Asian Clawed Otter
South and Southeast Asia is home to the Asian Clawed Otter species known as Asian small-clawed otters. They are also known as oriental small-clawed otters and small-clawed otters. The Asian small-clawed otter thrives in freshwater wetlands, mangrove swamps, and riverine environments. It feeds on small aquatic invertebrates like mollusks and crabs. It has been observed in households of up to 12 people, although often living in partnerships.
Members of the sibling group known as Lutra include the African clawless otter, smooth-coated otter, and Asian small-clawed otter (Aonyx capensis). The smooth-coated and small-clawed otter species were hybridized in Singapore.Although maintaining the genetic make-up of their small-clawed otter ancestors, the young and their progeny mated with the smooth-coated otter population. In Singapore, there are presently at least 60 hybrid otters.
About Asian Clawed Otter
A close-up of a small-clawed otter’s mouth. The Asian small-clawed otter’s rich brown fur is lighter below but has a hint of rufous hue on the back. At the base, its underfur is lighter. The cheekbones, upper lip, chin, throat, and neck are pale, whereas the sides of the neck and head are brown. It features an unadorned rhinarium and a tiny, convex skull. Long, ragged vibrissae may be seen on the muzzle’s both sides. The front of the head is where the eyes are situated.
More About Asian Clawed Otter
The small ears have distinct traguses and antitraguses and are round in form. Its paws have tiny, lengthy toes that are webbed all the way to the joint. On the bottom sides of the interdigital webs, there are tiny hairs. The four plantar lobes are narrower than they are long. The claws are small, nearly vertical, and in some cases completely absent. There are four mammary glands in females.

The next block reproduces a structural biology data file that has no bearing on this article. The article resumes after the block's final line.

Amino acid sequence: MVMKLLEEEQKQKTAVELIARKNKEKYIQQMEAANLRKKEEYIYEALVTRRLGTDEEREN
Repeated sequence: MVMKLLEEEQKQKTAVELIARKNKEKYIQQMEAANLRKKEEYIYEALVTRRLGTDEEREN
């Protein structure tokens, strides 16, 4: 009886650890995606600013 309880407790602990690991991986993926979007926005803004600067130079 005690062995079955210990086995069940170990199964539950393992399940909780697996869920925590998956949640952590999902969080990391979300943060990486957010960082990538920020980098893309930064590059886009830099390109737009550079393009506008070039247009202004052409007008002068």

Sizes and Location
The smallest species of otter known to live in Asia is the Asian small-clawed otter. The distance between its head and body is between 470 and 610 mm, while the length of its tail is between 260 and 350 mm (10.2 to 13.6 in) (18.4 to 24 in). The enormous, muscular tail, which is most noticeable at the base, extends more than half the length of the body. The rear foot is between 97 and 102 mm in size (3.8 to 4 in). The skull is about 3.3 and 3.7 inches long (84 to 94 mm). Just four postcanines and no upper premolars are present above. Adult captive otters weigh 2.7 to 3.5 kg on average (6.0 to 7.7 lb).
The habitat and accessibility
Among the islands that make up the Asian narrow otter’s original range are Sumatra, Java, Borneo, and Palawan. In addition to swamps, meandering rivers, rice fields, estuaries, coastal lagoons, and tidal pools, it may be found in a variety of freshwater wetlands. It happens near the coastlines of West Bengal, Assam, Odisha, and Arunachal Pradesh.
Behavior and ecology
Families of Asian small-clawed otters. The majority of the day is spent sleeping for the Asian small-clawed otter. It lives in settlements of up to 15 individuals. 53 people were counted in the Bangladesh Sundarbans between November 2014 and March 2015 across a distance of 351 kilometers (218 mi) at 13 separate locations. There might be one to twelve persons in a group. The group members make at least 12 different noises, coupled with a range of cries and whimpers.
Diet of Asian Clawed Otter
Asian small-clawed otters are eating in the Edinburgh Zoo.
Crabs, mudskippers, and Trichogaster fish are the principal food sources for Asian small-clawed otters. Its diet is seasonal. In addition, it catches rats, cats, Anabas testudineus, Channa striata, frogs, snakes, insects, and rodents when and where they are found in ricefields. The carapaces of the crabs at the Huai Kha Khaeng Nature Sanctuary range in size from 10 to 44 cm (3.9 to 17.3 in).
Reproduction Of Asian Clawed Otter
In captive, Asian small-clawed otters’ mating and breeding behaviors have been researched. Captive couples are monogamous. Oestrus lasts one to thirteen days and lasts between 28 and 30 days in females. Usually, mating takes place in the water. A pregnancy can last between 62 and 86 days. The interval between births is at least eight months. Around two weeks prior to giving birth, both the male and the female begin building a nest.